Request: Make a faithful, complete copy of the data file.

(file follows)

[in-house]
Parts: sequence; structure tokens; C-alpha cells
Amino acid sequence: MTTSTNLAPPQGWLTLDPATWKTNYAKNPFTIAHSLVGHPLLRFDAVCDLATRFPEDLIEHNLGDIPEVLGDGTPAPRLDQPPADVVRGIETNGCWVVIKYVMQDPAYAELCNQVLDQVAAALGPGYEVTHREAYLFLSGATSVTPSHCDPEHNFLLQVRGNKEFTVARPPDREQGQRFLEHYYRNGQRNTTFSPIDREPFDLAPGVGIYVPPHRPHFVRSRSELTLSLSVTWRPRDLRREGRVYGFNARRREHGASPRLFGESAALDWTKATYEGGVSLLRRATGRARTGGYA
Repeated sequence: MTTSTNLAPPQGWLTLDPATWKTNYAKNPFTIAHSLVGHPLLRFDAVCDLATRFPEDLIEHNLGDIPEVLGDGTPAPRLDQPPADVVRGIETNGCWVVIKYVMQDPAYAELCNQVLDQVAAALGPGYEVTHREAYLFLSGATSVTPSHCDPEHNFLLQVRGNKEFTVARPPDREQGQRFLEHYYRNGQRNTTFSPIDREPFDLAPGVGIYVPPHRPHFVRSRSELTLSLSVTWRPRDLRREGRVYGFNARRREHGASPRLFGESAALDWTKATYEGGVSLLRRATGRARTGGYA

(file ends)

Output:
[in-house]
Parts: sequence; structure tokens; C-alpha cells
Amino acid sequence: MTTSTNLAPPQGWLTLDPATWKTNYAKNPFTIAHSLVGHPLLRFDAVCDLATRFPEDLIEHNLGDIPEVLGDGTPAPRLDQPPADVVRGIETNGCWVVIKYVMQDPAYAELCNQVLDQVAAALGPGYEVTHREAYLFLSGATSVTPSHCDPEHNFLLQVRGNKEFTVARPPDREQGQRFLEHYYRNGQRNTTFSPIDREPFDLAPGVGIYVPPHRPHFVRSRSELTLSLSVTWRPRDLRREGRVYGFNARRREHGASPRLFGESAALDWTKATYEGGVSLLRRATGRARTGGYA
Repeated sequence: MTTSTNLAPPQGWLTLDPATWKTNYAKNPFTIAHSLVGHPLLRFDAVCDLATRFPEDLIEHNLGDIPEVLGDGTPAPRLDQPPADVVRGIETNGCWVVIKYVMQDPAYAELCNQVLDQVAAALGPGYEVTHREAYLFLSGATSVTPSHCDPEHNFLLQVRGNKEFTVARPPDREQGQRFLEHYYRNGQRNTTFSPIDREPFDLAPGVGIYVPPHRPHFVRSRSELTLSLSVTWRPRDLRREGRVYGFNARRREHGASPRLFGESAALDWTKATYEGGVSLLRRATGRARTGGYA